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Friday, August 19, 2005

Back to Sociology Class

Is it considered politically incorrect for straight people to use the term "gaydar." This one time at college I used the term in front of a gay man when recollecting how I was good at identifying who is gay and who isn't. I received in return a severe tongue lashing about the fact that only gay people have gaydar and that the heterosexual appropriation of the term is offensive. This was mind you, at Oberlin College where everybody is overly sensitive about at least five issues (speakouts were a regular part of our campus experience, not that any of us voted or anything). Since then, I have heard straight people throw the term around as if it's their own with nary a hint of doubt over the appropriateness of its usage.
People who engage in various discourses surrounding allocations of social power, discrimination and subjugation (go english major!) are always quick to point out the dangers of using a terms specific to historically marginalized groups. As a straight, white woman they would tell me that it's unacceptable to use the term gaydar no matter how clever it's application (as in, my gaydar is malfunctioning. i think it is burnt out from too much contact from gay boys over the weekend). But are they right?

Here are some questions to think about:
-By limiting the use of the term "gaydar" to gay people are we respecting their community and their history, or merely pandering to academic political correctness?
-What are some instances where lingo previously "owned" by marginalized subcultures have successfully and without much controversy been assimilated into the mainstream's lexicon?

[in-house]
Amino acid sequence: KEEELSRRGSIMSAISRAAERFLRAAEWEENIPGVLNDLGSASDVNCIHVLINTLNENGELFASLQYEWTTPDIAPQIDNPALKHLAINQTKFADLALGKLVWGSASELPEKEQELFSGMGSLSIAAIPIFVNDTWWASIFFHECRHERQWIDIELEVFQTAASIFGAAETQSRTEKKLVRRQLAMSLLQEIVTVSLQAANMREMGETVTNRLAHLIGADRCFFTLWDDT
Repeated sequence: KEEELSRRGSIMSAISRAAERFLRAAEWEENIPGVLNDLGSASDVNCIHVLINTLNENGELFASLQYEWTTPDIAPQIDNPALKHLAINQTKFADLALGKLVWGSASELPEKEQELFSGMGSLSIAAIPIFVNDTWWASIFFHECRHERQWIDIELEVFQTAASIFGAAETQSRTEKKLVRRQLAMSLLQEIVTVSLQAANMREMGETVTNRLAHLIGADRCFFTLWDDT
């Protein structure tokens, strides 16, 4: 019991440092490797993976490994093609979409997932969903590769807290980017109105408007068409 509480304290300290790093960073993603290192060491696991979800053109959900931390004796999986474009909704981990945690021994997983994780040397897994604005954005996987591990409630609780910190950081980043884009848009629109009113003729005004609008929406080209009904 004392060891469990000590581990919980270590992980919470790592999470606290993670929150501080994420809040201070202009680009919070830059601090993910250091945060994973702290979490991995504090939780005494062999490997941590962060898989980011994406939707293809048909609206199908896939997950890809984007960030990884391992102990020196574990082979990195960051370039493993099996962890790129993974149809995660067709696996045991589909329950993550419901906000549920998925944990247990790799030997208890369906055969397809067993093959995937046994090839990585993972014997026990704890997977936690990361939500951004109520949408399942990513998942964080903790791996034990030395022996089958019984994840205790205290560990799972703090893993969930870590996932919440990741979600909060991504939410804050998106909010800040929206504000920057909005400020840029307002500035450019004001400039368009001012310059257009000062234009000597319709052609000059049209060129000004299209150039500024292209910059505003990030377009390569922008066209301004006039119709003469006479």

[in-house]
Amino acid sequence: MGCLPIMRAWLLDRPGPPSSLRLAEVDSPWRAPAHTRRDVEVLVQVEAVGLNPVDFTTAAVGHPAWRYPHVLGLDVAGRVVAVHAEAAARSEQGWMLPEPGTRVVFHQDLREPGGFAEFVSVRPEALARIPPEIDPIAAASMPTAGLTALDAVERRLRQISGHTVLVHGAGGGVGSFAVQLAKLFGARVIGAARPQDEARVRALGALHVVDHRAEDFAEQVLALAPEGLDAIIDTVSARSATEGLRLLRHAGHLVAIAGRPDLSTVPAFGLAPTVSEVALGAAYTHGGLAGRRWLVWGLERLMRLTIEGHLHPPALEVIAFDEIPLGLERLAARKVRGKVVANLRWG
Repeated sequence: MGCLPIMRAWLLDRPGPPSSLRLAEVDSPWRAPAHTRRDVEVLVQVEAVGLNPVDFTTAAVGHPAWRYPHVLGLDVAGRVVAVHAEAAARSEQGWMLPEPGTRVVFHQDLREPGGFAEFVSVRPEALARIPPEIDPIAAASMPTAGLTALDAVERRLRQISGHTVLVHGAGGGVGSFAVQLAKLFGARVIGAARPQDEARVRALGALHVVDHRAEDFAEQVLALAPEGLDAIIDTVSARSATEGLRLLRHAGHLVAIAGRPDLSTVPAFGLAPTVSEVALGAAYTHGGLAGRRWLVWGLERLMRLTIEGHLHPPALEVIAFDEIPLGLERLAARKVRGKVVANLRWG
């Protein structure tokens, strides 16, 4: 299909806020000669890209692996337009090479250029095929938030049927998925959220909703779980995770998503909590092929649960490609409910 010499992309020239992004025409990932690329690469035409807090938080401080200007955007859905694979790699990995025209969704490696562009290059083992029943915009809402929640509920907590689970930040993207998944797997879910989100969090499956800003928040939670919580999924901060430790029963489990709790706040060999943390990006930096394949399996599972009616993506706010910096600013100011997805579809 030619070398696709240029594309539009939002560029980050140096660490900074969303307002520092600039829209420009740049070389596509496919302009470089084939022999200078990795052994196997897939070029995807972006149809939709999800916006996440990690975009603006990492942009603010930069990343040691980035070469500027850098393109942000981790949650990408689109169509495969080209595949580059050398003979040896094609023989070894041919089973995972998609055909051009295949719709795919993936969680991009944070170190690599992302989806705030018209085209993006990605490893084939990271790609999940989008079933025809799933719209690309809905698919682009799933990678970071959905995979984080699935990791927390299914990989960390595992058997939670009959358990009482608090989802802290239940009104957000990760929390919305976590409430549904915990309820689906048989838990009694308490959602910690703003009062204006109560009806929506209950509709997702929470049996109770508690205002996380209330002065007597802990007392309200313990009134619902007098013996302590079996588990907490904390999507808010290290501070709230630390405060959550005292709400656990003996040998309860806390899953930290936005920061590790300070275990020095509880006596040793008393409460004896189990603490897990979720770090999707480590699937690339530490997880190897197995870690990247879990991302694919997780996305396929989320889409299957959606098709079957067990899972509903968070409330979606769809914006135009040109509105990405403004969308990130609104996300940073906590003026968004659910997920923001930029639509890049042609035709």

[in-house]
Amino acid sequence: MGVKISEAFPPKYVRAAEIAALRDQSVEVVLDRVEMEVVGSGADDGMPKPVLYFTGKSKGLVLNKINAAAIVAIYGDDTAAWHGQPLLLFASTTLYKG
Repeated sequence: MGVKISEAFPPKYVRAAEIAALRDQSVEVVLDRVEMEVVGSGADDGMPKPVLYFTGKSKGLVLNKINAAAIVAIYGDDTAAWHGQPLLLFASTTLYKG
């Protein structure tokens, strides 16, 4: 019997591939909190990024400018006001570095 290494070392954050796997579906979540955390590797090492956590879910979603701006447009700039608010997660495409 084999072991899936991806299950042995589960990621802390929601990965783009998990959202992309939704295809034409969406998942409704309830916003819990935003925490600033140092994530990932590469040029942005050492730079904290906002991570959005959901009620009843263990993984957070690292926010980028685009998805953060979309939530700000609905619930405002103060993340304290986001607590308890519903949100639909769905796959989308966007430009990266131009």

2 Comments:

Anonymous Anonymous said...

I'm of the theory that if you can head out to Remmington's on Capitol Hill and have a damn fine time, you're perfectly able to use the term...

That being said, I feel like the term has lost its trendy-appeal... In my mind, it is now in the same catagory as "wicked" and "awesome." Fun to use for a spontaneous moment, but not a regular term-of-use.

- D.S.

8:13 PM  
Blogger Michael J. West said...

If you've got gaydar, call it gaydar. Jebus, it's a made-up word that's intended to be funny, and (unless it's actually copyrighted or something) a person or group of people really has to have a lot of nerve to claim proprietorship over a word.

As for minority lingo that has been easily absorbed into the mainstream, there's tons. Black jazz musicians of the 1940s began the trend of calling each other "man," and in fact Louis Armstrong invented the use of the word "chops" to describe someone's artistic abilities.

This is sorta a part of that "cultural imperialism" thing I was writing about last week, methinks. I feel like once a word or idea enters the atmosphere, it's up for grabs. If you don't want something to be appropriated, it should only be circulated privately, within the company who can acceptably use it. Use it in the public domain, and it BECOMES public domain.

Whew. That was a long comment.

2:22 PM  

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